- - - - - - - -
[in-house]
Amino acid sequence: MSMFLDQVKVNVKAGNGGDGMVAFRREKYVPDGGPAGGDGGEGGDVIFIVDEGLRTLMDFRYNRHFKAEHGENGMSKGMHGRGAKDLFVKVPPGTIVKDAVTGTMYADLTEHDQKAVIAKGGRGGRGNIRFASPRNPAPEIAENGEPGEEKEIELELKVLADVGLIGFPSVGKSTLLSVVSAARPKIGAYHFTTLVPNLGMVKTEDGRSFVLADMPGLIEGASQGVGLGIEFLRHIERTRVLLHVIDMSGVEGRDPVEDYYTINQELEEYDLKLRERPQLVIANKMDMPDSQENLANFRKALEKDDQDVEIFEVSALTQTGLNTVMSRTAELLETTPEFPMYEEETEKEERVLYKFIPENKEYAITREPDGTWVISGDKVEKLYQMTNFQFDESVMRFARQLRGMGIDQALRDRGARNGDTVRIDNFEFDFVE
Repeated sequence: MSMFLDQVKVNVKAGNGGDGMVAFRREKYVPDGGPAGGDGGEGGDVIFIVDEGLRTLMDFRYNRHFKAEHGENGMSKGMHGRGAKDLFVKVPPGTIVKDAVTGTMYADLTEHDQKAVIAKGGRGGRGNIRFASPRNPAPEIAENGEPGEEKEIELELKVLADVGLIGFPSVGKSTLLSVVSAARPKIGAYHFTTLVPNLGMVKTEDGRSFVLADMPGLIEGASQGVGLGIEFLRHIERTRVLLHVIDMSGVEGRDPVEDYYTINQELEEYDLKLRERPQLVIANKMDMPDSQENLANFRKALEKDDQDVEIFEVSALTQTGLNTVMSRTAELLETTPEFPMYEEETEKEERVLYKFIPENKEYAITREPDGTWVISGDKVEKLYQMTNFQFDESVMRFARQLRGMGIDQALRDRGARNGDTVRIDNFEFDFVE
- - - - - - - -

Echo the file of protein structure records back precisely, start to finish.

[in-house]
Amino acid sequence: MSMFLDQVKVNVKAGNGGDGMVAFRREKYVPDGGPAGGDGGEGGDVIFIVDEGLRTLMDFRYNRHFKAEHGENGMSKGMHGRGAKDLFVKVPPGTIVKDAVTGTMYADLTEHDQKAVIAKGGRGGRGNIRFASPRNPAPEIAENGEPGEEKEIELELKVLADVGLIGFPSVGKSTLLSVVSAARPKIGAYHFTTLVPNLGMVKTEDGRSFVLADMPGLIEGASQGVGLGIEFLRHIERTRVLLHVIDMSGVEGRDPVEDYYTINQELEEYDLKLRERPQLVIANKMDMPDSQENLANFRKALEKDDQDVEIFEVSALTQTGLNTVMSRTAELLETTPEFPMYEEETEKEERVLYKFIPENKEYAITREPDGTWVISGDKVEKLYQMTNFQFDESVMRFARQLRGMGIDQALRDRGARNGDTVRIDNFEFDFVE
Repeated sequence: MSMFLDQVKVNVKAGNGGDGMVAFRREKYVPDGGPAGGDGGEGGDVIFIVDEGLRTLMDFRYNRHFKAEHGENGMSKGMHGRGAKDLFVKVPPGTIVKDAVTGTMYADLTEHDQKAVIAKGGRGGRGNIRFASPRNPAPEIAENGEPGEEKEIELELKVLADVGLIGFPSVGKSTLLSVVSAARPKIGAYHFTTLVPNLGMVKTEDGRSFVLADMPGLIEGASQGVGLGIEFLRHIERTRVLLHVIDMSGVEGRDPVEDYYTINQELEEYDLKLRERPQLVIANKMDMPDSQENLANFRKALEKDDQDVEIFEVSALTQTGLNTVMSRTAELLETTPEFPMYEEETEKEERVLYKFIPENKEYAITREPDGTWVISGDKVEKLYQMTNFQFDESVMRFARQLRGMGIDQALRDRGARNGDTVRIDNFEFDFVE